Bullying gets a lot of coverage in the media here in North America so I’m aware some of you may be tired of hearing about the issue. Well that’s fine as you needn’t read if you don’t want to! My concern has been with getting those memories out of my head so I could be free from their influence on me. I’ve never actually talked about being bullied before. In fact I’d largely repressed a lot of it. But it wanted to come out so I gave it it’s due here in a post. Hopefully you won’t mind another piece on bullying if you’ve grown tired hearing about it in the news as of late. Anyhow, I feel like I got ‘something off my chest’ by writing this. So I feel a bit better. Like there it all is, suddenly I’m stark naked mentally. What’s left cowering in the crevices of my mind now? I wonder, I wonder….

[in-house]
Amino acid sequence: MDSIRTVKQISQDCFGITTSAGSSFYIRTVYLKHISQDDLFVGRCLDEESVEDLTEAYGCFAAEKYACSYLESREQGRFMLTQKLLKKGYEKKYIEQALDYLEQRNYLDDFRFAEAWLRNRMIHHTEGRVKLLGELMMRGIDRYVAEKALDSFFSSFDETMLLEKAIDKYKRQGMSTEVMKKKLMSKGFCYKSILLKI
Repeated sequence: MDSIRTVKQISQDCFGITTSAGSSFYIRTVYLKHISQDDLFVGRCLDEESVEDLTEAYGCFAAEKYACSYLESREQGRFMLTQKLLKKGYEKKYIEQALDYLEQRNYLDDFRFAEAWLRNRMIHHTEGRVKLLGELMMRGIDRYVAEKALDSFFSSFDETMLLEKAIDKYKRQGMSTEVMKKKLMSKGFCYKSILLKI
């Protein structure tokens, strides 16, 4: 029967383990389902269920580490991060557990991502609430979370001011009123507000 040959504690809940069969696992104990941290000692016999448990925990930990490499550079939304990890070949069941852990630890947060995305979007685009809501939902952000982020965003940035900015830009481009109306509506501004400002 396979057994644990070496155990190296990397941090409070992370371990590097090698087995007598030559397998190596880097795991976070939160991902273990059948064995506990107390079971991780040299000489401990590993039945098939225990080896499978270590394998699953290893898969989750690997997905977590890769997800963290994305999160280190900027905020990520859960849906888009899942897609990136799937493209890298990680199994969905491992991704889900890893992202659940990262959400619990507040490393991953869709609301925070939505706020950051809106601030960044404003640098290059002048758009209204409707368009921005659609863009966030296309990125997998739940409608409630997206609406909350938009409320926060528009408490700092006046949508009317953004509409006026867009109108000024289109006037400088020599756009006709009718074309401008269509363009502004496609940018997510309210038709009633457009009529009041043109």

The light of hope and a healthier me.

The light of hope and a healthier me.

ยฉReflectionsonlifethusfar, 2012.



27 thoughts on “Learning to Stand Up For Myself

  1. I’m glad you’re talking about it! As soon as it’s not talked about, people forget. My biggest bully is the one who also spent years molesting me and he raped me at 11. Bullying is deadly.

  2. I think I vacillate between being too vocal and too timid. Wish i could find a happy medium.

  3. This is your blog and you are free to vent as much as you want with your own page. No need to be apologetic.

    I find my blogging very therapeutic …well, not here, because I am not using my blog to vent completely but maybe i should. I vent on FB — to my long-time friends.

  4. I think it’s great you are talking about it and you should never apologise for what you choose to write about in your blog. Maybe learning to stand up for yourself includes holding firm to your rights. Just a thought. ๐Ÿ™‚

  5. Pingback: Very Inspiring Blog Award! | rohan7things

  6. Well, I’m sorry to hear about all the torment in your past, because of course not one bit of it was actually deserved. I think you’re making a lot of progress getting past it now, and you should focus on that and keep moving. You’ve definitely got the right idea! Proud of you! ๐Ÿ™‚